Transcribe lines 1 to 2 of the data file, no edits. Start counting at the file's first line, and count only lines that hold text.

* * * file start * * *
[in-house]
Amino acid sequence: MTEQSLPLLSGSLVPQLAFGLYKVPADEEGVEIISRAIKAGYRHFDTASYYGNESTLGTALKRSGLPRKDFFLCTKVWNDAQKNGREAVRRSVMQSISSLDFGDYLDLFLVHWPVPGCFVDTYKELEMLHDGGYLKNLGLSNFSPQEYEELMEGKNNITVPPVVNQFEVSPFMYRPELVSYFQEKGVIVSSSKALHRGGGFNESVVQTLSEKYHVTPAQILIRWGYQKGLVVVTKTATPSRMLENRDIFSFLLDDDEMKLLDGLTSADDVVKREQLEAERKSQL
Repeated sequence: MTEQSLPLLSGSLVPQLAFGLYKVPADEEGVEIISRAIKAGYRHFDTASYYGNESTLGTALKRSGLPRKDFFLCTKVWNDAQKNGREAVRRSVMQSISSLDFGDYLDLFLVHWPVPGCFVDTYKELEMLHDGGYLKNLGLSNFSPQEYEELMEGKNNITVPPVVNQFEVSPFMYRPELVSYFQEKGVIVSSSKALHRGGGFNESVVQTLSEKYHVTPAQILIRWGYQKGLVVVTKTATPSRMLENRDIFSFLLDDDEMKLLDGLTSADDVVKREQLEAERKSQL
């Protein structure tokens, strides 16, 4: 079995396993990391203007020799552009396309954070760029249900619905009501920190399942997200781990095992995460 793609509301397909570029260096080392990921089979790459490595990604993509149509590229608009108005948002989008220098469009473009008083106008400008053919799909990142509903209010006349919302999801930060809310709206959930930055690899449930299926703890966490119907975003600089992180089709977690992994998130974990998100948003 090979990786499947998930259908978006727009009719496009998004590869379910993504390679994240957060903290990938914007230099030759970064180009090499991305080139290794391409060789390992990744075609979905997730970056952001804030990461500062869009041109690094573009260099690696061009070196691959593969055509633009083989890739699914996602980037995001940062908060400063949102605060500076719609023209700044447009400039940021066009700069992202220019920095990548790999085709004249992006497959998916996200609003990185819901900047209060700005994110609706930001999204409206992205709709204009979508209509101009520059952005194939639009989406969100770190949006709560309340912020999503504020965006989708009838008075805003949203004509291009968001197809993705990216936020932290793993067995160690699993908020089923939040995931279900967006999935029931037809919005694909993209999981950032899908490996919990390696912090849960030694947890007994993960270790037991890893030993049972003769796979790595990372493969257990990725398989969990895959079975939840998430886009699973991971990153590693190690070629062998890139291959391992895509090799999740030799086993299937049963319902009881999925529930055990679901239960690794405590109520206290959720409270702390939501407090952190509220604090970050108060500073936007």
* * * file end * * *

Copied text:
[in-house]
Amino acid sequence: MTEQSLPLLSGSLVPQLAFGLYKVPADEEGVEIISRAIKAGYRHFDTASYYGNESTLGTALKRSGLPRKDFFLCTKVWNDAQKNGREAVRRSVMQSISSLDFGDYLDLFLVHWPVPGCFVDTYKELEMLHDGGYLKNLGLSNFSPQEYEELMEGKNNITVPPVVNQFEVSPFMYRPELVSYFQEKGVIVSSSKALHRGGGFNESVVQTLSEKYHVTPAQILIRWGYQKGLVVVTKTATPSRMLENRDIFSFLLDDDEMKLLDGLTSADDVVKREQLEAERKSQL